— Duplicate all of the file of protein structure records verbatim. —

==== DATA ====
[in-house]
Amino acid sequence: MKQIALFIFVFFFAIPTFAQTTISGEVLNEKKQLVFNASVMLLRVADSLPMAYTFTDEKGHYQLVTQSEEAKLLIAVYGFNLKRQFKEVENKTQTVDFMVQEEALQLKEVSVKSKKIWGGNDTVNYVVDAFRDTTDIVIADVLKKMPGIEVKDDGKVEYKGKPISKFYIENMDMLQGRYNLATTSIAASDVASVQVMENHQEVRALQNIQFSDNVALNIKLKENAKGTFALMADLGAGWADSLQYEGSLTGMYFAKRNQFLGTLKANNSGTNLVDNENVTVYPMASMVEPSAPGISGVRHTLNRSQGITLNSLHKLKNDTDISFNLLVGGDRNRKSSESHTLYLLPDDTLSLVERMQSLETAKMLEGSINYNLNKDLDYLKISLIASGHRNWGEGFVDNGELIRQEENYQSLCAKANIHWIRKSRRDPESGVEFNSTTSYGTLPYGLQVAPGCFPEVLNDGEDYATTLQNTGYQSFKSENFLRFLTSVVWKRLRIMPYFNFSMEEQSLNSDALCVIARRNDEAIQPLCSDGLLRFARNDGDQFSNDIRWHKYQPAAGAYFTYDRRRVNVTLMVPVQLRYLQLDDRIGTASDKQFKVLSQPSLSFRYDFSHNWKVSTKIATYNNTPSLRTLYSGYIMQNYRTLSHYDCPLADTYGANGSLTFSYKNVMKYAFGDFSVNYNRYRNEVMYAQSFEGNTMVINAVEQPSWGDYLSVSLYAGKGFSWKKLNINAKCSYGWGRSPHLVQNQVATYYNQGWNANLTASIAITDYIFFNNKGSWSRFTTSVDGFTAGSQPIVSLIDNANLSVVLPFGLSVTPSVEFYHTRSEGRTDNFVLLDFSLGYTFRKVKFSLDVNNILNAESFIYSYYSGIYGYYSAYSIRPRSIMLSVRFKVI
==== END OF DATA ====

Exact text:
[in-house]
Amino acid sequence: MKQIALFIFVFFFAIPTFAQTTISGEVLNEKKQLVFNASVMLLRVADSLPMAYTFTDEKGHYQLVTQSEEAKLLIAVYGFNLKRQFKEVENKTQTVDFMVQEEALQLKEVSVKSKKIWGGNDTVNYVVDAFRDTTDIVIADVLKKMPGIEVKDDGKVEYKGKPISKFYIENMDMLQGRYNLATTSIAASDVASVQVMENHQEVRALQNIQFSDNVALNIKLKENAKGTFALMADLGAGWADSLQYEGSLTGMYFAKRNQFLGTLKANNSGTNLVDNENVTVYPMASMVEPSAPGISGVRHTLNRSQGITLNSLHKLKNDTDISFNLLVGGDRNRKSSESHTLYLLPDDTLSLVERMQSLETAKMLEGSINYNLNKDLDYLKISLIASGHRNWGEGFVDNGELIRQEENYQSLCAKANIHWIRKSRRDPESGVEFNSTTSYGTLPYGLQVAPGCFPEVLNDGEDYATTLQNTGYQSFKSENFLRFLTSVVWKRLRIMPYFNFSMEEQSLNSDALCVIARRNDEAIQPLCSDGLLRFARNDGDQFSNDIRWHKYQPAAGAYFTYDRRRVNVTLMVPVQLRYLQLDDRIGTASDKQFKVLSQPSLSFRYDFSHNWKVSTKIATYNNTPSLRTLYSGYIMQNYRTLSHYDCPLADTYGANGSLTFSYKNVMKYAFGDFSVNYNRYRNEVMYAQSFEGNTMVINAVEQPSWGDYLSVSLYAGKGFSWKKLNINAKCSYGWGRSPHLVQNQVATYYNQGWNANLTASIAITDYIFFNNKGSWSRFTTSVDGFTAGSQPIVSLIDNANLSVVLPFGLSVTPSVEFYHTRSEGRTDNFVLLDFSLGYTFRKVKFSLDVNNILNAESFIYSYYSGIYGYYSAYSIRPRSIMLSVRFKVI